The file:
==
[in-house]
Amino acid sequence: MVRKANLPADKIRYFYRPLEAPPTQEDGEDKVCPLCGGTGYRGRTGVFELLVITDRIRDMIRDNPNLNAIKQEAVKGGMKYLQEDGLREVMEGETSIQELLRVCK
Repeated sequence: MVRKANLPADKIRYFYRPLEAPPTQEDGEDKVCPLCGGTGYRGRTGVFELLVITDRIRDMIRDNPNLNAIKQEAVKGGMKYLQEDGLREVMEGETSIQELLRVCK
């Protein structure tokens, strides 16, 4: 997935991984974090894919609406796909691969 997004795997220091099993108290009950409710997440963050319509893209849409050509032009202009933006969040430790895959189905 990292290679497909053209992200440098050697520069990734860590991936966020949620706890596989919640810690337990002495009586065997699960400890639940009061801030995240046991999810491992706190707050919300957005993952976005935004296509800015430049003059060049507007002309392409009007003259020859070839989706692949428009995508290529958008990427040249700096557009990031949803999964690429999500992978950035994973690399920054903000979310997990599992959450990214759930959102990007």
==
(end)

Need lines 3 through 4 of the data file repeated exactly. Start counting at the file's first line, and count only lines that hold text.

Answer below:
Repeated sequence: MVRKANLPADKIRYFYRPLEAPPTQEDGEDKVCPLCGGTGYRGRTGVFELLVITDRIRDMIRDNPNLNAIKQEAVKGGMKYLQEDGLREVMEGETSIQELLRVCK
């Protein structure tokens, strides 16, 4: 997935991984974090894919609406796909691969 997004795997220091099993108290009950409710997440963050319509893209849409050509032009202009933006969040430790895959189905 990292290679497909053209992200440098050697520069990734860590991936966020949620706890596989919640810690337990002495009586065997699960400890639940009061801030995240046991999810491992706190707050919300957005993952976005935004296509800015430049003059060049507007002309392409009007003259020859070839989706692949428009995508290529958008990427040249700096557009990031949803999964690429999500992978950035994973690399920054903000979310997990599992959450990214759930959102990007």